Komi language. The Komi language (in Komi: Коми кыв, transliteration: Komi kyv [komi kɨv]) is a Uralic language spoken by the Komi peoples in the northeastern European part of Russia.
Komi may be considered a single language with several dialects, or a group of closely related languages, making up one of the two branches of the Permic branch of the family. The other Permic language is Udmurt, to which Komi is closely related. Of the several Komi dialects or languages, two major varieties are recognized, closely related to one another: Komi-Zyrian, the largest group, serves as the literary basis within the Komi Republic; and Komi-Yodzyak, spoken by a small, isolated group of Komi to the north-west of Perm Krai and south of the Komi Republic. Permyak (also called Komi-Permyak) is spoken in Komi-Permyak Okrug, where it has literary status. Writing system A sample of the Komi language words. In addition, the letters Ф ф, Х х, and Ц ц might be used for words borrowed from Russian. Khanty language. Khanty (Hanti), previously known as Ostyak /ˈɒstiæk/, is the language of the Khant peoples.
It is spoken in Khanty–Mansi and Yamalo-Nenets autonomous okrugs as well as in Aleksandrovsky and Kargosoksky districts of Tomsk Oblast in Russia. According to the 1994 Salminen and Janhunen study, there were 12,000 Khanty-speaking people in Russia. Alphabet Cyrillic (version as of 2000) Cyrillic (version as of 1958) Latin (1931–1937) History of the literary language The Khanty written language was first created after the October Revolution on the basis of the Latin script in 1930, and then with the Cyrillic alphabet (with the additional letter 〈ң〉 for /ŋ/) from 1937.
Dialects Khanty is divided in three main dialect groups: Northern, Southern and Eastern. The Salym dialect can be classified as transitional between Eastern and Southern (Honti:1998 suggests closer affinity with Eastern, Abondolo:1998 in the same work with Southern). Tundra Nenets language. Tundra Nenets is a Samoyedic language spoken in northern Russia, from the Kanin Peninsula to the Yenisei River, by the Nenets people. It is closely related to Nganasan and Enets, more distantly related to Selkup and even more distantly to the other Uralic languages.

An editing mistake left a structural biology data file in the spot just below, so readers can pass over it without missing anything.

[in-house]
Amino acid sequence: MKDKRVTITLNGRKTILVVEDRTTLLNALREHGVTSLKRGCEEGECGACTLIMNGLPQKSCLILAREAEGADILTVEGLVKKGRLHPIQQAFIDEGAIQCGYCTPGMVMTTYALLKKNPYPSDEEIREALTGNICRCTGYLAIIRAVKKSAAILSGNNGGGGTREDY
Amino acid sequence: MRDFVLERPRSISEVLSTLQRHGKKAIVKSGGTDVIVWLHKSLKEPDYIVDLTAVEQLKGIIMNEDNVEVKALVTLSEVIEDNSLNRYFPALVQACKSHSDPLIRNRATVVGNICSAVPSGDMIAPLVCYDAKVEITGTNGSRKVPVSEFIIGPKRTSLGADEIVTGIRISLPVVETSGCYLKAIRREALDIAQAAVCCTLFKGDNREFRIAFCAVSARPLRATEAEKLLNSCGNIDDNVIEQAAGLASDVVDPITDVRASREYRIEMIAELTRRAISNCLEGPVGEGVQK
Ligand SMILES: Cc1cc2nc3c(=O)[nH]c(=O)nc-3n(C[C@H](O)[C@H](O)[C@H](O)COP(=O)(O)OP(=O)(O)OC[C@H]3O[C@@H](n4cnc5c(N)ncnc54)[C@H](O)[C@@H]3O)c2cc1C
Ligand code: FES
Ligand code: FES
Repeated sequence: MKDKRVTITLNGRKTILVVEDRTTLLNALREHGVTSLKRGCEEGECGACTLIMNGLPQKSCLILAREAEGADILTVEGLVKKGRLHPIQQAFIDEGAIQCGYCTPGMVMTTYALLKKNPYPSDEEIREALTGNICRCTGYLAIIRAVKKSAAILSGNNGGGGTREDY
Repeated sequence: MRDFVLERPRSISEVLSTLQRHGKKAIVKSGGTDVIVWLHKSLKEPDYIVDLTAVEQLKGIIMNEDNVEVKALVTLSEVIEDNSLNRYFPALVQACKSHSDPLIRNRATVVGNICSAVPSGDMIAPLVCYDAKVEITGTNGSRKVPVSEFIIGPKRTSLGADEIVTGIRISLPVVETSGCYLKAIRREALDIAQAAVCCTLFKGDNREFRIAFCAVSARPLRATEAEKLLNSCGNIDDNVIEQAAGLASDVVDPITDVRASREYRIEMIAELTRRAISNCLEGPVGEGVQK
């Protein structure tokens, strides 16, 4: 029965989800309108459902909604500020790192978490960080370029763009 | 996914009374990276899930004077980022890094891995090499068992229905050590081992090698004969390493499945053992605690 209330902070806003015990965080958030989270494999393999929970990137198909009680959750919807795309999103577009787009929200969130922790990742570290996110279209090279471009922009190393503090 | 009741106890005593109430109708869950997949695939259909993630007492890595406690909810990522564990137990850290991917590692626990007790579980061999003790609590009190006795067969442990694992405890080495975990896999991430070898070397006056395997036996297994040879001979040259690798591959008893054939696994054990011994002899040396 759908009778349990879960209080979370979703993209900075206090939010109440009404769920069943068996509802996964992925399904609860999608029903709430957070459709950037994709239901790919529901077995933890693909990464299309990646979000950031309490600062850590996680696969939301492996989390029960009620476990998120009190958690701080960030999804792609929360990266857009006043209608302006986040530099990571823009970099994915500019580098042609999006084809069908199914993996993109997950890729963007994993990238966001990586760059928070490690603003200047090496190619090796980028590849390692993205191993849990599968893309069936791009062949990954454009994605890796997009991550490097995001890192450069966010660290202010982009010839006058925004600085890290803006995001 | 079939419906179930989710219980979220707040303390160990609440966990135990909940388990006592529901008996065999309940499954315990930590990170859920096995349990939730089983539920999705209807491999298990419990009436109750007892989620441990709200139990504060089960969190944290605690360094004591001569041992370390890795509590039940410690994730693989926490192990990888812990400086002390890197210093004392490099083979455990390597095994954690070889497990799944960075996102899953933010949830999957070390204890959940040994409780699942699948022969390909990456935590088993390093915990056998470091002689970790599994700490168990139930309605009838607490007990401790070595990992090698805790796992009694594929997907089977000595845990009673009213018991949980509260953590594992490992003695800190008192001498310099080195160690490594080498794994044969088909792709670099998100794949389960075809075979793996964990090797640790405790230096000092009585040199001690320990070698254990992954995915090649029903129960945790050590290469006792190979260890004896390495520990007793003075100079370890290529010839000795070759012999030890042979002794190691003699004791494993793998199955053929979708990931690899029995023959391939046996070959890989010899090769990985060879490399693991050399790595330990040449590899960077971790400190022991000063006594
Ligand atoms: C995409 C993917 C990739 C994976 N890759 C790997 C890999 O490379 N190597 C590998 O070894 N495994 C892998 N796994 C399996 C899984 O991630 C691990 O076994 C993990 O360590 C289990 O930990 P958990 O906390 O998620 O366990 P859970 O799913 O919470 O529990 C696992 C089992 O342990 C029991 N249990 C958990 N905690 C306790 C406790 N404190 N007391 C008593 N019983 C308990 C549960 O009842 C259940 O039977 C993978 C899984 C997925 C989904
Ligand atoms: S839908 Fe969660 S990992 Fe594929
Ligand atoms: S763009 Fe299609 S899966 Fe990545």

It has a sister language, the Forest Nenets language, and the two are sometimes seen as simply being dialects of a single Nenets language, and sometimes as separate languages. There is low mutual intelligibility between the two. In spite of the huge area in which Tundra Nenets is spoken, Tundra Nenets is very uniform with few dialectal differences. The language has speakers of all ages and is still passed down to children.
In some western parts of where the language is spoken, however, children and young people are increasingly shifting to either Russian or Komi. Phonology Vowels Monophthong vowels are present in the chart below. Forest Nenets language. Phonology Vowels In stressed syllables, the vowel phonemes of the Forest Nenets dialect are: In unstressed syllables length is not contrastive, and there are only five vowel qualities, to wit /æ ɑ ə i u/.
Word stress is not fixed to a certain position of a root; this leads to alternations of stressed mid vowels with unstressed high vowels. Long vowels are slightly more common than short vowels, although it is important to note that in words of a monosyllabic nature, short vowels are the only vowels that can occur. /æː/ and its unstressed counterpart only occur in non-palatal syllables and may be realized as a diphthong [ae] or [aɛ]. Some western dialects lack /æ/, replacing it with /e/.
Reduced vowel Consonants Forest Nenets has a system of 24 consonant phonemes: A rhotic consonant /r/ may appear in recent loanwords. The palatalized alveolars /tʲ/, /sʲ/ are typically realized as alveolo-palatals [tɕ], [ɕ]. Nenets languages. The Nenets languages are classified in the Uralic language family, making them distantly related to some European national languages – namely Finnish, Estonian, and Hungarian – in addition to other minority languages spoken in Russia.
Both of the Nenets languages have been greatly influenced by Russian. Tundra Nenets has, to a lesser degree, been influenced by Komi, and Northern Khanty. Forest Nenets has also been influenced by Eastern Khanty. Tundra Nenets is well documented, considering its status as an indigenous- and minority language, also having a literary tradition going back to the 1930s, while Forest Nenets was first written during the 1990s and is only very little documented. Apart from the word 'Nenets', only one other Nenets word has entered the English language: 'parka', their traditional long hooded jacket made from skins and sometimes fur.